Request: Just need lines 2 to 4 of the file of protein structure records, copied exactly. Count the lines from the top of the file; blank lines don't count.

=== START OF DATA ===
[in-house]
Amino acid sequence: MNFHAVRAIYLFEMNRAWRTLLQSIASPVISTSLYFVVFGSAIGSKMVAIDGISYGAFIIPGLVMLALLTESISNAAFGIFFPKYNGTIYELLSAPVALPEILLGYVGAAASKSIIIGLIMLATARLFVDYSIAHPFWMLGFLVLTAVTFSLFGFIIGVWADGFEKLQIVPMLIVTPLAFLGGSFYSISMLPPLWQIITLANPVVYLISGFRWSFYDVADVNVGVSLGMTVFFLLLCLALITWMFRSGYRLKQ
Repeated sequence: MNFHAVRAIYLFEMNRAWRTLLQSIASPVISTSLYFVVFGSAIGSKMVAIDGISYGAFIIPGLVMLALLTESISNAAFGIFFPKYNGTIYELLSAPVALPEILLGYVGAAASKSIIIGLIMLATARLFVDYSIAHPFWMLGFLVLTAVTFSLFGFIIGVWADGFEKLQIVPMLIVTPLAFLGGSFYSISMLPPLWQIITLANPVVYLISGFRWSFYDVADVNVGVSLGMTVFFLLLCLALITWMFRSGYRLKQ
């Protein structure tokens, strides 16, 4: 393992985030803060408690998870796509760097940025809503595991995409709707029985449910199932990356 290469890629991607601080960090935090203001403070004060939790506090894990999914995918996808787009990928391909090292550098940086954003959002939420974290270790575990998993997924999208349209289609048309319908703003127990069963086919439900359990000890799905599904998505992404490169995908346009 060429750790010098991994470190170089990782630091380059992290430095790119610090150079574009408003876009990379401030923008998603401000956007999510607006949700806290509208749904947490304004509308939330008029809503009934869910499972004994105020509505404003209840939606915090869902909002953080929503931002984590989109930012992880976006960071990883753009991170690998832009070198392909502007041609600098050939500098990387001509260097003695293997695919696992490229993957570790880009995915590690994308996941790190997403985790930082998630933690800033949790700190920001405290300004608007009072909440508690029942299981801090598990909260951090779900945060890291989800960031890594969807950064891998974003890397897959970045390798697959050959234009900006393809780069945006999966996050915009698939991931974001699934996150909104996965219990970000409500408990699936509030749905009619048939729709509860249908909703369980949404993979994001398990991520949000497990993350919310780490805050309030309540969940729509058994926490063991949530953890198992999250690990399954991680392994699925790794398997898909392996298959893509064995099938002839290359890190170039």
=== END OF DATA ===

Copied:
Amino acid sequence: MNFHAVRAIYLFEMNRAWRTLLQSIASPVISTSLYFVVFGSAIGSKMVAIDGISYGAFIIPGLVMLALLTESISNAAFGIFFPKYNGTIYELLSAPVALPEILLGYVGAAASKSIIIGLIMLATARLFVDYSIAHPFWMLGFLVLTAVTFSLFGFIIGVWADGFEKLQIVPMLIVTPLAFLGGSFYSISMLPPLWQIITLANPVVYLISGFRWSFYDVADVNVGVSLGMTVFFLLLCLALITWMFRSGYRLKQ
Repeated sequence: MNFHAVRAIYLFEMNRAWRTLLQSIASPVISTSLYFVVFGSAIGSKMVAIDGISYGAFIIPGLVMLALLTESISNAAFGIFFPKYNGTIYELLSAPVALPEILLGYVGAAASKSIIIGLIMLATARLFVDYSIAHPFWMLGFLVLTAVTFSLFGFIIGVWADGFEKLQIVPMLIVTPLAFLGGSFYSISMLPPLWQIITLANPVVYLISGFRWSFYDVADVNVGVSLGMTVFFLLLCLALITWMFRSGYRLKQ
């Protein structure tokens, strides 16, 4: 393992985030803060408690998870796509760097940025809503595991995409709707029985449910199932990356 290469890629991607601080960090935090203001403070004060939790506090894990999914995918996808787009990928391909090292550098940086954003959002939420974290270790575990998993997924999208349209289609048309319908703003127990069963086919439900359990000890799905599904998505992404490169995908346009 060429750790010098991994470190170089990782630091380059992290430095790119610090150079574009408003876009990379401030923008998603401000956007999510607006949700806290509208749904947490304004509308939330008029809503009934869910499972004994105020509505404003209840939606915090869902909002953080929503931002984590989109930012992880976006960071990883753009991170690998832009070198392909502007041609600098050939500098990387001509260097003695293997695919696992490229993957570790880009995915590690994308996941790190997403985790930082998630933690800033949790700190920001405290300004608007009072909440508690029942299981801090598990909260951090779900945060890291989800960031890594969807950064891998974003890397897959970045390798697959050959234009900006393809780069945006999966996050915009698939991931974001699934996150909104996965219990970000409500408990699936509030749905009619048939729709509860249908909703369980949404993979994001398990991520949000497990993350919310780490805050309030309540969940729509058994926490063991949530953890198992999250690990399954991680392994699925790794398997898909392996298959893509064995099938002839290359890190170039």